Author + information
- Hassan Baydoun,
- Henry Quevedo,
- Gholam Ali and
- Alvaro Alonso
Ascending Aortic Pseudoaneurysms (AAPs) are a rare but life-threatening complication of AA surgeries. Open repairs using surgical grafts are the current standards of care. Endovascular therapies remain less studied options for high-risk patients. We present a case of percutaneous coiling of AAP.
A 61 year-old female was admitted for chest pain with a prior history of surgical AAP repair following an AA surgical graft for a Type A dissection. A CT angiography of the chest showed a 6x4cm AAP arising from the proximal portion of the previous graft. The AAP neck was estimated at 7mm, arising 20 degrees from the anterior/oblique lower end of the previous graft. Due to her multiple cardiac surgeries and comorbidities, she was not a candidate for CT surgery. Instead, an endovascular approach was selected for treatment. Initially, an attempt was made using an Amplatzer cribiform occluder. However, due to the short AP diameter, adequate wire needed to advance the delivery sheath was unsuccessful. A percutaneous coiling procedure was instead performed. After getting bilateral common femoral accesses, a 6 Fr IMA guide catheter was used to engage the AAP. A 4 Fr Glidecath with 0.014” wire was advanced into the IMA guide wire to access the AAP. Thirty-five 0.035in Azur Framing Coils and Azur with Hydrogel Coils ranging from 20x50mm to 6x20mm were then introduced into AAP. The patient tolerated the procedure without complications. A three-month follow up CT scan showed a thrombosed AAP with minimal residual shunt.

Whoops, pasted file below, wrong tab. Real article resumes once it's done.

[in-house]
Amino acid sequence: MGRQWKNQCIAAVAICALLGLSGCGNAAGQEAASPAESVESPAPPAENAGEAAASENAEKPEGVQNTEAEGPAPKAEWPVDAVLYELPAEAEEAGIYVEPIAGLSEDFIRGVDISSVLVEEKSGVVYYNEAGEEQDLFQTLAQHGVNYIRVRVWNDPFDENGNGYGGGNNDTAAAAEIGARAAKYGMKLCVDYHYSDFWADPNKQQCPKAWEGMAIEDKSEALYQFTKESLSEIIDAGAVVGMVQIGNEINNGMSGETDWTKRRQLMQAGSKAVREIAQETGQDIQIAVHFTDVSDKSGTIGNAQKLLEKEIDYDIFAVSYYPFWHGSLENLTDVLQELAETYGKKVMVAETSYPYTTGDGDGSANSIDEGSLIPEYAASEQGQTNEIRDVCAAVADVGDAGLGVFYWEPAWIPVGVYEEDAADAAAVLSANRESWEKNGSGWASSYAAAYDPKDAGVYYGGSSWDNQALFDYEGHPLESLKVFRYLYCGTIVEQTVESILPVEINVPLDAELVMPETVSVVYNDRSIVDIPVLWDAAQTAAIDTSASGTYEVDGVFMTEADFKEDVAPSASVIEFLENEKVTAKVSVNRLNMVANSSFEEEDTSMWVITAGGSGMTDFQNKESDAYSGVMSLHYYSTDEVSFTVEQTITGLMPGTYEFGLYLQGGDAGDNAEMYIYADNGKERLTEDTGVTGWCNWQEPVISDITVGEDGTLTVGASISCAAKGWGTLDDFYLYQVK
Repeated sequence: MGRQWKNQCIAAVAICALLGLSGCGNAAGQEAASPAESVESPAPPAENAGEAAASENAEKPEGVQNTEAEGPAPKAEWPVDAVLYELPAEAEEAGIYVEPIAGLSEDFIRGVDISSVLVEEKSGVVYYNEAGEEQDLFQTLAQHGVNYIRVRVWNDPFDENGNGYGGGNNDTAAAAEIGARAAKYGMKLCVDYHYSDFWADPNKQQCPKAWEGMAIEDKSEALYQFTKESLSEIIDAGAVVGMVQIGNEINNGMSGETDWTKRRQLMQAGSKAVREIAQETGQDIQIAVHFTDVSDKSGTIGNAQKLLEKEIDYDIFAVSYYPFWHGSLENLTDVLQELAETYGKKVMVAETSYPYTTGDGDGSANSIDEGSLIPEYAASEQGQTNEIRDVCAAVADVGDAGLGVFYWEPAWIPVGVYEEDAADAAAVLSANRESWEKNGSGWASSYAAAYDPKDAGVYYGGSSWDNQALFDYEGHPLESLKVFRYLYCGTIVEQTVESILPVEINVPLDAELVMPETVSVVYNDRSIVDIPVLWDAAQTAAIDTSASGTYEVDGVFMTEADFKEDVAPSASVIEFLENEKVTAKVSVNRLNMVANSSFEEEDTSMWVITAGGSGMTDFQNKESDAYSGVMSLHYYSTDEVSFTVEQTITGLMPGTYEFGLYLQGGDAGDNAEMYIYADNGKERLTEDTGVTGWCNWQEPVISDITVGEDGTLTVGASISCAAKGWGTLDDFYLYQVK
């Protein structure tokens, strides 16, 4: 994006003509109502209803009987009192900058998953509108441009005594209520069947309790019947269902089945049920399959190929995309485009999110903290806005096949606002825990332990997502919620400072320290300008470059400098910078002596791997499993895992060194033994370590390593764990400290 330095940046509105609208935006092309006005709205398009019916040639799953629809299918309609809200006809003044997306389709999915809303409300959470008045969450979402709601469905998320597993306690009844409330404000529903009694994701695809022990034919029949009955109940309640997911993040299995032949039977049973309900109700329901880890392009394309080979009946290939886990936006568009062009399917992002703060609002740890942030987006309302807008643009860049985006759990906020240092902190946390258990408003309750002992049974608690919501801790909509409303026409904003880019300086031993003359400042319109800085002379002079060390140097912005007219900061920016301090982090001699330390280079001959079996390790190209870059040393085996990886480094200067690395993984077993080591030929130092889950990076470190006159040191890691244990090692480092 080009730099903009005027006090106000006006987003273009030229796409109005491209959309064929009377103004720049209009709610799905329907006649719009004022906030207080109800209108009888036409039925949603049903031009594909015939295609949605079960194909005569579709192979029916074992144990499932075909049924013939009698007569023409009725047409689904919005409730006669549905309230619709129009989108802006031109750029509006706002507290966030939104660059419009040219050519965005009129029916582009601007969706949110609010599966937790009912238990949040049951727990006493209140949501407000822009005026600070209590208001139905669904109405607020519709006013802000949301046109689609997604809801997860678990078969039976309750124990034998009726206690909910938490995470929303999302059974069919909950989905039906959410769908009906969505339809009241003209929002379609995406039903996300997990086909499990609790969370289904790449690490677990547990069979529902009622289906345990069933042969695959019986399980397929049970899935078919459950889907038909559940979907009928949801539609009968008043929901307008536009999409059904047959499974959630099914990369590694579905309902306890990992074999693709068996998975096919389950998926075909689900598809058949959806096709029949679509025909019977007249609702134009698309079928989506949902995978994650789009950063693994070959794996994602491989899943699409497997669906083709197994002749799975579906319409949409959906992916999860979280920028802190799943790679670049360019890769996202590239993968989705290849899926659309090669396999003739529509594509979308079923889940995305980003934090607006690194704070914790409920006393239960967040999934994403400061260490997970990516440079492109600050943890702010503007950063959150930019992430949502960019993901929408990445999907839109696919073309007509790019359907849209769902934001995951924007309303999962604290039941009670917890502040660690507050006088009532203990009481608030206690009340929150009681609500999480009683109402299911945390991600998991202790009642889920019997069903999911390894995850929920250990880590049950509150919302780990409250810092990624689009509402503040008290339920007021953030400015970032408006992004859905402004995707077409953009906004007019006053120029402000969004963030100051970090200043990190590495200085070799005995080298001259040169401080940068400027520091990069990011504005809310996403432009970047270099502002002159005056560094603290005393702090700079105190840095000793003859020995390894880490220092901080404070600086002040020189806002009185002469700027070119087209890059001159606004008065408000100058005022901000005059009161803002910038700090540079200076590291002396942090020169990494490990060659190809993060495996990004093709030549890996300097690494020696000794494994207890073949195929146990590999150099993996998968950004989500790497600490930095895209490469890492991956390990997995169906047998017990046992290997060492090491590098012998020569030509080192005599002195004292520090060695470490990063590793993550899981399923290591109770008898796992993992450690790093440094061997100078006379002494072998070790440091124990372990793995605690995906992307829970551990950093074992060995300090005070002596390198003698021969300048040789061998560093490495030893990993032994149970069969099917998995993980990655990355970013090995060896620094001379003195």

Retrospective studies report high mortality for open surgical repairs for AAP. Endovascular approaches are however limited to case reports as they are offered to high-risk patients. Septal occluders and stent grafts were used successfully in previous studies with similar in-hospital mortality rates compared to open repairs. In the case of septal occluders, narrow neck aneurysms posed a challenge for delivery of the occluder, a problem we also encountered. Similarly, the current stenting material was primarily designed for the abdominal aorta and the tortuous nature of the AA and its proximity to the aortic valve and coronaries make it difficult to translate this technique. Coiling has been used primarily as an adjuvant to other endovascular techniques but only a handful of case reports have been published reporting its stand-alone use.
Patients who are at high risk for surgical repair of AAP have several available endovascular options for treatment depending on the size and characteristics of the AAP.